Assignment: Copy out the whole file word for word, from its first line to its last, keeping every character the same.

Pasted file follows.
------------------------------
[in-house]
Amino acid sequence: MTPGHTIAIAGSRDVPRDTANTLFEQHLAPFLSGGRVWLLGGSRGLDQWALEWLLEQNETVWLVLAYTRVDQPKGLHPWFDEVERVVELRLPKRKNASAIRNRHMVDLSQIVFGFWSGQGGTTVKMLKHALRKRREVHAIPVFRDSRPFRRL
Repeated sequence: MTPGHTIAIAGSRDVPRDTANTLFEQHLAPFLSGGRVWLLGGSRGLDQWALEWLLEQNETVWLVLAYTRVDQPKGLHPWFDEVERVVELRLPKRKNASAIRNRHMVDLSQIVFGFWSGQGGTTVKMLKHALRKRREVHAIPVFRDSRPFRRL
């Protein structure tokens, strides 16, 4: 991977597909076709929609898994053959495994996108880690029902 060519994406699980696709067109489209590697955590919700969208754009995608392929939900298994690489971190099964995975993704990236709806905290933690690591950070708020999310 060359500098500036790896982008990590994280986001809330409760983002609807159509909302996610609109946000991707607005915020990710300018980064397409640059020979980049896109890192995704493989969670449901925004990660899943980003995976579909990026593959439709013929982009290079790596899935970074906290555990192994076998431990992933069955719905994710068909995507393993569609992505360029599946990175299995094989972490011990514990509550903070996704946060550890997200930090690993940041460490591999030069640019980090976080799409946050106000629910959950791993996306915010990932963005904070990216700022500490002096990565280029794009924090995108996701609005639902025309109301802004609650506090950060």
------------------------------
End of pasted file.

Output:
[in-house]
Amino acid sequence: MTPGHTIAIAGSRDVPRDTANTLFEQHLAPFLSGGRVWLLGGSRGLDQWALEWLLEQNETVWLVLAYTRVDQPKGLHPWFDEVERVVELRLPKRKNASAIRNRHMVDLSQIVFGFWSGQGGTTVKMLKHALRKRREVHAIPVFRDSRPFRRL
Repeated sequence: MTPGHTIAIAGSRDVPRDTANTLFEQHLAPFLSGGRVWLLGGSRGLDQWALEWLLEQNETVWLVLAYTRVDQPKGLHPWFDEVERVVELRLPKRKNASAIRNRHMVDLSQIVFGFWSGQGGTTVKMLKHALRKRREVHAIPVFRDSRPFRRL
């Protein structure tokens, strides 16, 4: 991977597909076709929609898994053959495994996108880690029902 060519994406699980696709067109489209590697955590919700969208754009995608392929939900298994690489971190099964995975993704990236709806905290933690690591950070708020999310 060359500098500036790896982008990590994280986001809330409760983002609807159509909302996610609109946000991707607005915020990710300018980064397409640059020979980049896109890192995704493989969670449901925004990660899943980003995976579909990026593959439709013929982009290079790596899935970074906290555990192994076998431990992933069955719905994710068909995507393993569609992505360029599946990175299995094989972490011990514990509550903070996704946060550890997200930090690993940041460490591999030069640019980090976080799409946050106000629910959950791993996306915010990932963005904070990216700022500490002096990565280029794009924090995108996701609005639902025309109301802004609650506090950060």